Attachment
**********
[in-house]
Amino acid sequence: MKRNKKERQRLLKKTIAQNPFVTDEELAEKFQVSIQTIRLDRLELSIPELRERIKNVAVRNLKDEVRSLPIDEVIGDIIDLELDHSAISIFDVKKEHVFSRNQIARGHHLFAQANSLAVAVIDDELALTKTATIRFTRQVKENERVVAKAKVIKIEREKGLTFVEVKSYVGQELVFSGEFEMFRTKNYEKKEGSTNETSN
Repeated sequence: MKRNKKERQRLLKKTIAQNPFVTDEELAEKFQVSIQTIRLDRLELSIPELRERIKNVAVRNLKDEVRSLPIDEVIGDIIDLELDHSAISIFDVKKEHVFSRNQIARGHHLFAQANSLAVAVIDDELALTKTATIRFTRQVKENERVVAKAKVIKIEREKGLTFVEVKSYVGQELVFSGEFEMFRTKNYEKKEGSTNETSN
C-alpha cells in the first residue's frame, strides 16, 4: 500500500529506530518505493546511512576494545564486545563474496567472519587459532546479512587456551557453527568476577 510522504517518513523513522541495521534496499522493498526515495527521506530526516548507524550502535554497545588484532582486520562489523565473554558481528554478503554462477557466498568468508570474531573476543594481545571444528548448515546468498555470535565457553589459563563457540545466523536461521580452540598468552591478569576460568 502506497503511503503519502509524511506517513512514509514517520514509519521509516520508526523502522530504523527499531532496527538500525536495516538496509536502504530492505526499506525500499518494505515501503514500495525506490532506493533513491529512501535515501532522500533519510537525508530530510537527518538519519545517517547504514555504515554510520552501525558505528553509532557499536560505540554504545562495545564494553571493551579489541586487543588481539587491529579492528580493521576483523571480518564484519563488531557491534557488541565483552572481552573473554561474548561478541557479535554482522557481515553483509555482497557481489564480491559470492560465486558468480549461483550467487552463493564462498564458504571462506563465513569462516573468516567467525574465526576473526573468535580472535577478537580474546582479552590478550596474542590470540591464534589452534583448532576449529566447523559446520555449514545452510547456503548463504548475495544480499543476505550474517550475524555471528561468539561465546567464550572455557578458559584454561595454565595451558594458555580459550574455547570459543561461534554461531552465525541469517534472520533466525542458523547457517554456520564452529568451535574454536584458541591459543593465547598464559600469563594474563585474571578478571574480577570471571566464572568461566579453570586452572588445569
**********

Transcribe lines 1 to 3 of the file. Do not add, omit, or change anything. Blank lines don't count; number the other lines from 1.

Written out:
[in-house]
Amino acid sequence: MKRNKKERQRLLKKTIAQNPFVTDEELAEKFQVSIQTIRLDRLELSIPELRERIKNVAVRNLKDEVRSLPIDEVIGDIIDLELDHSAISIFDVKKEHVFSRNQIARGHHLFAQANSLAVAVIDDELALTKTATIRFTRQVKENERVVAKAKVIKIEREKGLTFVEVKSYVGQELVFSGEFEMFRTKNYEKKEGSTNETSN
Repeated sequence: MKRNKKERQRLLKKTIAQNPFVTDEELAEKFQVSIQTIRLDRLELSIPELRERIKNVAVRNLKDEVRSLPIDEVIGDIIDLELDHSAISIFDVKKEHVFSRNQIARGHHLFAQANSLAVAVIDDELALTKTATIRFTRQVKENERVVAKAKVIKIEREKGLTFVEVKSYVGQELVFSGEFEMFRTKNYEKKEGSTNETSN